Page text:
To earn a high score on the IELTS Speaking Test, it’s important to understand what types of topics to expect, what kinds of questions you’ll be asked, and what sorts of answers you should give in Part 1, Part 2, and Part 3.
Below are some genuinegenuine: real, honest; exactly what people say it is; not fake or artificial questions that IELTS Examiners have used in previous years, as well as videos of high-scoring answers by real students.
I’ve also included strategies for how to develop strong answers for each section, based on the guidelines published by the creators of the exam.
Before looking at the topics, though, let’s review how the IELTS Speaking Test is scored, so you can understand why some answers are better than others.
How the IELTS Band Score is Calculated
The IELTS Speaking Test is conducted as a face-to-face interview, divided into three parts, for a total of 11–14 minutes. The topics and questions are exactly the same for both the Academic and General Training versions of the exam, and your answers are scored against the same four criteria:
- Pronunciation – you can pronounce words and express your ideas with appropriate stress, intonation, and rhythm
- Lexical Resource – you use words appropriate for a given topic, and can communicate clearly even when you forget a specific word or phrase
- Grammatical Range and Accuracy – you can form sentences with multiple parts (clauses) using correct pronouns and verb tenses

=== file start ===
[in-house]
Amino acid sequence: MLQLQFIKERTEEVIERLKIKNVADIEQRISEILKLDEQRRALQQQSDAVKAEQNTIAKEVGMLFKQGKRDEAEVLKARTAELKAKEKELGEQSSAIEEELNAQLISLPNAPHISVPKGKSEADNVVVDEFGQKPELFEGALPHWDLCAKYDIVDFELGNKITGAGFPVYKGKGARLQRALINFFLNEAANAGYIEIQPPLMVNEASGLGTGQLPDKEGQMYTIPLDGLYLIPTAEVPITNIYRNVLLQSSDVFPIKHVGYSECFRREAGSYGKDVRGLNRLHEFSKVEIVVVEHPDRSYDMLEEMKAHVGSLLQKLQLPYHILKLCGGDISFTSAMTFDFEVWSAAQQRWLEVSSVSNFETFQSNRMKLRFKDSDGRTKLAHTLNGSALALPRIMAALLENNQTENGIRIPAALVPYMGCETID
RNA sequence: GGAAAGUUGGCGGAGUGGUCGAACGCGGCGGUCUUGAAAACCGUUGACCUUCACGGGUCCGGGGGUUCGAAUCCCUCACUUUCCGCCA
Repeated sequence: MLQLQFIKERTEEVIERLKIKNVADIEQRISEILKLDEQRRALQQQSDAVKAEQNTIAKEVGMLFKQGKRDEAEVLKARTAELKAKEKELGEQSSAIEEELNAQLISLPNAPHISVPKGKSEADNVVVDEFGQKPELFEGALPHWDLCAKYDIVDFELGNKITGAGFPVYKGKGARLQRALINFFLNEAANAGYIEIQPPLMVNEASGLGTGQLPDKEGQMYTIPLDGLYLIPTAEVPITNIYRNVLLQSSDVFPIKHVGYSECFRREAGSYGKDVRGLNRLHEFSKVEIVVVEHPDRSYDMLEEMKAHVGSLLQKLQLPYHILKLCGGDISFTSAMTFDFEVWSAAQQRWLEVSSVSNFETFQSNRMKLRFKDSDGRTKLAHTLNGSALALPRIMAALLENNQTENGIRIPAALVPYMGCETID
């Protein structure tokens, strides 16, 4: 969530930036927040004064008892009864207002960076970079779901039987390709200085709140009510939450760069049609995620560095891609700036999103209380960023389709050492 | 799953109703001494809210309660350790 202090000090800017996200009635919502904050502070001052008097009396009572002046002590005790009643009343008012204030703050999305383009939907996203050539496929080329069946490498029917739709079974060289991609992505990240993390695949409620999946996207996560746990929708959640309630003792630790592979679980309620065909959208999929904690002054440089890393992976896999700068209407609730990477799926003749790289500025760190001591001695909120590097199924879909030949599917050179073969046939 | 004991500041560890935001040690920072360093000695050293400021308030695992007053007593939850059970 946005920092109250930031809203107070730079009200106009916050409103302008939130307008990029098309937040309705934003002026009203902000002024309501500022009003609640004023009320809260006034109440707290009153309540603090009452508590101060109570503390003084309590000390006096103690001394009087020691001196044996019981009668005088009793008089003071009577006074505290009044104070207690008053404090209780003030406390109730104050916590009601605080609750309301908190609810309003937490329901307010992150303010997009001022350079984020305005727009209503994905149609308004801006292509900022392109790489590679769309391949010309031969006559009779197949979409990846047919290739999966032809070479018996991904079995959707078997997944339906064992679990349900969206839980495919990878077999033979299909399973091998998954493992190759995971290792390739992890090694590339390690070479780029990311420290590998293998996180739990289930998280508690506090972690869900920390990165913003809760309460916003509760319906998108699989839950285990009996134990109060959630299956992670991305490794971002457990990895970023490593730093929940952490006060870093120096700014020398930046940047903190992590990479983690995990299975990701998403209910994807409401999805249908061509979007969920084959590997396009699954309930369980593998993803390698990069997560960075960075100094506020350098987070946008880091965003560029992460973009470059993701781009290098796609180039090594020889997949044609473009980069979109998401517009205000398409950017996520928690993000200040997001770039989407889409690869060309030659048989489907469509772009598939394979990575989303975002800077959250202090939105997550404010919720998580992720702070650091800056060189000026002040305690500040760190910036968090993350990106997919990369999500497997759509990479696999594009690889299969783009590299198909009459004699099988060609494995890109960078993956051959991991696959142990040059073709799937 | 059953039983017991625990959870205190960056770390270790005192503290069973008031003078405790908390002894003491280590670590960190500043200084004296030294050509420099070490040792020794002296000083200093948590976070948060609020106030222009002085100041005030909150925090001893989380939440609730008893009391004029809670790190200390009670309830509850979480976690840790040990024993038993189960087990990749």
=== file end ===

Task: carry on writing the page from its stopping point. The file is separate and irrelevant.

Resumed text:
- Fluency and Coherence – you can speak comfortably (without long pauses or confusing links between ideas) and be understood easily
You can find detailed information about IELTS scoring on the official website.
It’s also important to notice what is not in this list:
You won’t get a lower score if you forget specific details, or if you answer is not 100% honest. You can’t win points for having a really interesting answer, and you don’t lose points for offering a humdrumhumdrum: boring or ordinary; not special or interesting response.
This point is especially important to keep in mind for Part 3.
You might have some strong opinions about a cultural issue in your country – but the Examiner doesn’t want a 10-minute speech from you. Use the short time you have to impress the Examiner with your language skills; don’t focus on trying to educate her about a complex topic.
Recent Speaking Topics (2021)
Let’s now look at a few questions that have appeared recently on the IELTS Speaking Test.
The questions below come from Cambridge’s latest practice book (which is worth purchasing if you want to practice for the test using genuine questions!).
- What kinds of emails do you receive about your work or studies?
- Do you prefer to email, phone, or text your friends?
- Do you reply to emails as soon as you receive them?
- Are you happy to receive emails that are advertising things?
Describe a website that you bought something from. You should say:
- what the website is
- what you bought from this website
- how satisfied you were with what you bought
- what you liked or disliked about using this website
- What kinds of things do people in your country often buy from online shops?
- Why do you think online shopping has become so popular nowadays?
- What are some possible disadvantages of buying things from online shops?
- Why do many people today keep buying things which they do not need?
- Do you believe the benefits of a consumer society outweigh the disadvantages?
- How possible is it to avoid the culture of consumerism?
This might look like a lot of questions to answer in just 11–14 minutes!
The good news is you don’t need to answer all of them; you just need to speak for 11–14 minutes. If your answers are lengthy, you’ll get fewer questions. (And if your answers are too short, you may get even more questions.)
Notice a couple of things about this list of questions:
The topics (email, online shopping, consumerism) are all related to ordinary modern life, and don’t require any special knowledge or technical jargonjargon: special words and phrases used by particular groups (such as doctors, lawyers, or scientists) that are difficult for other people to understand.